“All natural” are two of the most abused words in the English language. Advertising firms have successfully made “All Natural” synonymous with “healthy/good for you” and “safe!” If only that was true.
Vitamins, minerals, herbals and homeopathic products are often touted as all natural and come with an assortment of miraculous promises and outlandish prices. Rather than immediately recognize the obvious lie (pills don’t grow in nature; they are manufactured on a production line), patients fall for the premise behind the lie and spend a small fortune on questionable pills.
“All natural” vitamins, minerals and cofactors come in the fruits and vegetables you find in your local grocers or farm stands. If you have money to burn, buy a Vitamix or Ninja and make delicious, “all natural” drinks. You control the content and quality.
If you don’t have money to burn, eat the whole fruit or vegetable. If your doc has diagnosed a true vitamin deficiency, he/she will often prescribe the specific vitamin at an appropriate dose, to be bought at a known and trusted vendor.
Here’s an article from 2012 reviewing one specific product. In 2019 all you have to do is go to the internet and you will be bombarded by adds for products like the one described below.
May 25, 2012
Now I’ve seen everything. I’m outraged and disgusted by the unscrupulous marketers that prey on my elderly and the unsuspecting patients who seek health in a bottle and instead pay good money for snake oil.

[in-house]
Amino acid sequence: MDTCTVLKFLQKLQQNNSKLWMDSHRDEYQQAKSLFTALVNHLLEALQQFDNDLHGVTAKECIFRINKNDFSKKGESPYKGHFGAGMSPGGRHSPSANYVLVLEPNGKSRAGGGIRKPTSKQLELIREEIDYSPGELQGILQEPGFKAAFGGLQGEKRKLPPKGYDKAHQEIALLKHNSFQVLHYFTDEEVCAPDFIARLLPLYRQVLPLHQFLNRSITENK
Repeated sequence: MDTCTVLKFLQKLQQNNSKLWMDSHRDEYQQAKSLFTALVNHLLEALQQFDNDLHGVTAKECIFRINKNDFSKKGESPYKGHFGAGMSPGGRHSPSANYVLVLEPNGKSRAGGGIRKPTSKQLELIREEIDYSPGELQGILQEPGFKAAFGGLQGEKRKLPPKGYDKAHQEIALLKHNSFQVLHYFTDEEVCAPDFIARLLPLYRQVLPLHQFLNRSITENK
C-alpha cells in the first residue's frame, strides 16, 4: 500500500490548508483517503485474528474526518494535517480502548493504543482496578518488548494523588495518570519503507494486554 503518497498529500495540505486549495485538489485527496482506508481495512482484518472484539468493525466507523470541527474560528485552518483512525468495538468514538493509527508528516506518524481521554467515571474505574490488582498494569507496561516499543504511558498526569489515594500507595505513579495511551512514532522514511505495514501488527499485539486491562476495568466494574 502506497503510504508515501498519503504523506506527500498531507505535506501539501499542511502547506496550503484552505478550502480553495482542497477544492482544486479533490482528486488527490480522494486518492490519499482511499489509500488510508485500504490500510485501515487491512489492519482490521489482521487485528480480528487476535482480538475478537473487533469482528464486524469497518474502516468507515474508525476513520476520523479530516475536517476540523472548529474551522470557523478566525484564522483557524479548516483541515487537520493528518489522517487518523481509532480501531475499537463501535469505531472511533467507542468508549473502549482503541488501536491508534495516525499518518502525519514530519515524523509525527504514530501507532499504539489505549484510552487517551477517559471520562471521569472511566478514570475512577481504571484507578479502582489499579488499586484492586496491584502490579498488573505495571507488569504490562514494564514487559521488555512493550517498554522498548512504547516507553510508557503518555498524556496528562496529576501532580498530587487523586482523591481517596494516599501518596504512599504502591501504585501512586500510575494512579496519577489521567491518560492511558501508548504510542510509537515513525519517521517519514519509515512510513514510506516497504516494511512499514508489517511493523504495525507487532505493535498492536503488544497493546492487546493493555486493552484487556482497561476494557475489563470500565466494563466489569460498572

I’m equally frustrated by the fact that these same patients either shun conventional medicine or can’t afford the pills that have been proven to improve or even save lives. Recently, I’ve written about the harm done by Pharma’s TV advertisement of their merchandise. You’ve all seen the commercials proclaiming that product “X” can save your sex life, helping you be ready at a moment’s notice while warning of the dangers of a four hour erection, loss of vision, back pain, or worse.
The purveyors of snake oil have no such restrictions and make no mention of any negative associated with their products. Today, my patient brought in the “dietary supplement” her father purchased at the cost of $70 FOR 64 OUNCES (my children tell me typing in all caps means I’m yelling). Product “Y” claims to be full of trillions of “redox signaling molecules” essential to life. Product “Y” claims to be natural. It comes with very specific instructions and is to be taken 2 ounces once or twice a day ($2 – $4 a day).
This miraculous substance, cheap at about a dollar an ounce, is salt water. Yes, the label lists the ingredients as distilled water and Sodium Chloride (salt). The label also proclaims that the product may have a chlorine odor as the product has trace amounts of natural chlorine. Yes, the miraculous product appears to be chlorinated, distilled and then salted water.
Salt water for a little over $1 an ounce. What will they think of next? By the way, this product is sold to all comers. If the FDA had assessed this product, the product warnings would have alerted patients with heart disease and hypertension to the perils of taking salt water. Yes, salt is essential to life; but too much salt can kill you if you have congestive heart failure.
A little (or a lot of) skepticism goes a long way! Remember, the life you save be your own.